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Thread: machine verse free weight

  1. #1
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    machine verse free weight

    yesterday I did my chest workout.

    I decided not to use the barbell, as I was kinda getting bored with it, and instead I used the Hammer strength Flat bench (with the individual sides)

    When I was doing barbell flats, I was going 275 for 8 and then I would go to the Smith machine (since I have a shoulder problem, I need the extra support on the heavier weight,) and I did 300 lbs for 4 with a spotter.

    Yesterday though using the hammer strength I did 300 for 5.
    My question is I know that it isnt actually 300 lbs, so what is my weight differential for those exercises.

    I asked a few trainers and they had no clue.

    I would like to know basically how much weight I would need on the smith or hammer strength to match 300 lbs on barbell.

  2. #2
    Senior Member Anthony's Avatar
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    It's different for everyone. Some people get a lot of carry over, some get none. Try it out and let us know.
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  3. #3
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    what do you mean carryover?

  4. #4
    Om. Avocado. MM's Avatar
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    He means the difference in weight; some people see a big difference, some people see almost no difference.

  5. #5
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    I mean the 300 felt heavy, but I still did 4 reps.

    I dunno everyone tells me the weight difference is big so that i shouldnt be "proud" of the 300 lbs lift.

  6. #6
    Om. Avocado. MM's Avatar
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    Well, I personally agree with "everybody".

    Five months ago, I could do easily lift 200lbs on the hammer strength flat bench press.

    I first did 200lbs on the flat bb bench press three days ago.

    I'm probably a smaller or taller guy, but you see the point: it is easier. I would never have said to people "I can bench 200lbs" just because I did it on the hammer. I think Anthony's point is that there's no set formula for figuring out the difference, because the carryover will vary depending on strength, body type, form, and a number of other factors.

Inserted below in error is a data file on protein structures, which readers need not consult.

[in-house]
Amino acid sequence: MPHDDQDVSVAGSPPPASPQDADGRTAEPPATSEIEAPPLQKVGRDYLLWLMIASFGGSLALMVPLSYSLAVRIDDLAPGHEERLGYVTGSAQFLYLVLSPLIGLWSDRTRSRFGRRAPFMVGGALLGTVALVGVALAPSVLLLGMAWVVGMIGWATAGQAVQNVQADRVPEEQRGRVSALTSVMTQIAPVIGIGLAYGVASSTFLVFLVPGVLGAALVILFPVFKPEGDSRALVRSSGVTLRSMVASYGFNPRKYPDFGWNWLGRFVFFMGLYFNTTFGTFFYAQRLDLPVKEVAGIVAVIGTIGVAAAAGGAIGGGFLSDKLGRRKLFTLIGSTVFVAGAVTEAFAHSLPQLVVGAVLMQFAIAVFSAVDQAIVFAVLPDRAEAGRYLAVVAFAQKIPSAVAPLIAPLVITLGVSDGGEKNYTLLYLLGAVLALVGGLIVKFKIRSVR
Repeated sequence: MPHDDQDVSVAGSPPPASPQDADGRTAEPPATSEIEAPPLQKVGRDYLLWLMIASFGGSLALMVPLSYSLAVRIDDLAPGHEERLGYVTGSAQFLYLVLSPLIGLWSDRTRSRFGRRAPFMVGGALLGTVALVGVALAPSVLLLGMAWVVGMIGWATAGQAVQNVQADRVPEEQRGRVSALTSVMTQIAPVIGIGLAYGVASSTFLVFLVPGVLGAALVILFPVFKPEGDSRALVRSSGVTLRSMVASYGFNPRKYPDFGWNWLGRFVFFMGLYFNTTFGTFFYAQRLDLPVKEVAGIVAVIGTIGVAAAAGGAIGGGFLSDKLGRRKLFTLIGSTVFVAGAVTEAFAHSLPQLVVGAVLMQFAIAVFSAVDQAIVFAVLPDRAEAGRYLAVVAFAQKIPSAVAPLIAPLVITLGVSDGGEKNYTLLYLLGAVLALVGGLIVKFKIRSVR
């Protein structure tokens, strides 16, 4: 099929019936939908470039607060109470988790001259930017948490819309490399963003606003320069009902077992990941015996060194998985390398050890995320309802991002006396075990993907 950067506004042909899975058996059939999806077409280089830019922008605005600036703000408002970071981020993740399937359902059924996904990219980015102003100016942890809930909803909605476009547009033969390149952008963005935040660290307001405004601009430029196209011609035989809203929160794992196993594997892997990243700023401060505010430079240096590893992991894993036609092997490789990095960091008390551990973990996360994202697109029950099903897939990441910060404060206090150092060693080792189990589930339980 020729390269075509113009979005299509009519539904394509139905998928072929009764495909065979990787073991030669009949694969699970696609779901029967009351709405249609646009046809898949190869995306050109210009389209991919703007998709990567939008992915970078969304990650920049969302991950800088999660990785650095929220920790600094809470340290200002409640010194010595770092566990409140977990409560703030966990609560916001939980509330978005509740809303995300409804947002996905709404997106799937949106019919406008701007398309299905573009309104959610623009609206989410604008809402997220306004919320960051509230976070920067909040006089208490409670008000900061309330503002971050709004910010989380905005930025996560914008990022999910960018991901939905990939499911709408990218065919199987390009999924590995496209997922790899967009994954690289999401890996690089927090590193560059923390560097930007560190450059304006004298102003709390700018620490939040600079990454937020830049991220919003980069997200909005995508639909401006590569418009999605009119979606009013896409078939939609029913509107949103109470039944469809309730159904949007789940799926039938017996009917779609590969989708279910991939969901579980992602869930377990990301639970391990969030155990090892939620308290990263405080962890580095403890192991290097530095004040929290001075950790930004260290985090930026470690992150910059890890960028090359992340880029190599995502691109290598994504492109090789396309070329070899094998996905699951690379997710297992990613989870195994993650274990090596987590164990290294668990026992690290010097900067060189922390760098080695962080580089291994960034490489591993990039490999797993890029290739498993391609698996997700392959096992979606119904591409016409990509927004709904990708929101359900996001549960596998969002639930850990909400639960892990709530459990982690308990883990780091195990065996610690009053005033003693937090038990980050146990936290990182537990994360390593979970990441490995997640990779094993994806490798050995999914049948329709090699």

7. #7
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    generally speaking, I don't treat any 'weight' on any machine as a real weight... it's just a number

    they're different movements and different mechanics for machines vs freeweights so trying to compare them is very much 'apples and oranges'

    my advice to you: just keep lifting as heavy as you can and progressing the weight on the machine just like you'd progress weight on your freeweight movements

    if you can rep out 275 on bench you have nothing to prove to anyone -- that's a very respectable weight

  8. #8
    Om. Avocado. MM's Avatar
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    Quote Originally Posted by Callahan
    if you can rep out 275 on bench you have nothing to prove to anyone -- that's a very respectable weight
    :withstupi

  9. #9
    nuthinlikehit'em....
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    Yeah Bro, 275 is respectable. The difference is the stablizing muscles in the shoulder girdle. While using free weights we must balance and control the weight while getting reps but on the machine it's just up/down or back/forth which is relatively easier.....at least IMO, peace.
    Patience isn't only a virtue......it'll get you "CHISLED" if you like to workout!!!!

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  10. #10
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    Quote Originally Posted by Callahan
    generally speaking, I don't treat any 'weight' on any machine as a real weight... it's just a number

    they're different movements and different mechanics for machines vs freeweights so trying to compare them is very much 'apples and oranges'

    my advice to you: just keep lifting as heavy as you can and progressing the weight on the machine just like you'd progress weight on your freeweight movements

    if you can rep out 275 on bench you have nothing to prove to anyone -- that's a very respectable weight
    Thanks for the words of encouragement. 275 isnt bad, im just still nervous to try 300 due to my limited ROM from an old shoulder injury. But ill do it eventually. I just wanted to change it up and i did do a machine 300, so ill take it as progress

  11. #11
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    Quote Originally Posted by Chaasad
    Yeah Bro, 275 is respectable. The difference is the stablizing muscles in the shoulder girdle. While using free weights we must balance and control the weight while getting reps but on the machine it's just up/down or back/forth which is relatively easier.....at least IMO, peace.
    well isnt the hammer strength using stabilizers as well. I compare it to dumbells since its bascially the same movement with less emphasis on the stabilizers?

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    i wuz gonna ask the same thang, do you get a better workout wit free weights or wit a machine?

  13. #13
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    LilQban, Freeweights will always give the best workout, that is proven.... but it is how much of a difference the workout is from machine to free weight that im asking

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    can some1 explain why does free weight works better